Washington (George) got it right

Updated 2:55 PM EDT, Wed October 16, 2013

Story highlights

Robert Alexander: Shenanigans in Congress show wisdom of George Washington

Washington argued that political parties would seek to perpetuate themselves at all costs

Tea party may share concern about debt, but its position endangers U.S. credit, he says

Alexander: Most Americans are in the middle, not sympathetic to ideologues of the two parties

Editor’s Note: Robert Alexander is a professor of political science at Ohio Northern University. His most recent book is “Presidential Electors and the Electoral College.”

CNN —  

The first President of the United States got it right. In his farewell address, George Washington warned of the “continual mischiefs of the spirit of party” making it the “interest and duty of a wise people to discourage and restrain it.” In other words, he cautioned against the dangers of political parties.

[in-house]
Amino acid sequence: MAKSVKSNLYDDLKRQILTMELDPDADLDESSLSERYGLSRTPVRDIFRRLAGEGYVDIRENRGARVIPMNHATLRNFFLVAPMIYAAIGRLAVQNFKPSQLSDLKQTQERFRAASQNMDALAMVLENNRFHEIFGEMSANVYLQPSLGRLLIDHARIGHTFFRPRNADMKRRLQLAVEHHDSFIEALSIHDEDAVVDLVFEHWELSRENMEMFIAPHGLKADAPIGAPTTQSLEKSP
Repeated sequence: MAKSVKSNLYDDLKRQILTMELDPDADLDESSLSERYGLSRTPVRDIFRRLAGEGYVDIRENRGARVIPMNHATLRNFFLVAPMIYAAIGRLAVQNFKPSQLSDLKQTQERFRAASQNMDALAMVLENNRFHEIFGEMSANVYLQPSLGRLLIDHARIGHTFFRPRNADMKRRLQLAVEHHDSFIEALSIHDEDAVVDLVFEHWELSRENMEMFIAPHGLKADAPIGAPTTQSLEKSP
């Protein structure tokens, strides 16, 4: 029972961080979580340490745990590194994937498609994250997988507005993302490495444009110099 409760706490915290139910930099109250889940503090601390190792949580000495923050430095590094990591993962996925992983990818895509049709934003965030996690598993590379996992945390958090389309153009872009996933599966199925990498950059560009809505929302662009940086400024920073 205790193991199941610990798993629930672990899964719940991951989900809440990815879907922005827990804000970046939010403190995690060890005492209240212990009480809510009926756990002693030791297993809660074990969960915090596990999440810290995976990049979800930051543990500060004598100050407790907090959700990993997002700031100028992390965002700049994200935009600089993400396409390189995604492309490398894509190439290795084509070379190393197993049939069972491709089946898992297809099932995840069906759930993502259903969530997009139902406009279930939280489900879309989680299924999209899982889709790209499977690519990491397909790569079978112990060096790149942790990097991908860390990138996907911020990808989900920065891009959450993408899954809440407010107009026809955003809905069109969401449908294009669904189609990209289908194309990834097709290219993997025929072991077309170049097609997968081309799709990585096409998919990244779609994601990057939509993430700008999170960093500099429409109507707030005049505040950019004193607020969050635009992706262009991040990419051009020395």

Washington was keenly aware of the destructive nature of political parties and was concerned they would “enfeeble public administration.” With myriad affected agencies and thousands of furloughed federal workers, this is exactly where the country finds itself today.

Washington is not typically held in the same intellectual esteem that some of his counterparts are – Madison, Hamilton and Jefferson come to mind. However, Washington’s farewell address is among the most prescient documents ever penned by a President. In it, he cautioned against the vengeful practices of political parties. To him, parties put their own interests above those of the country.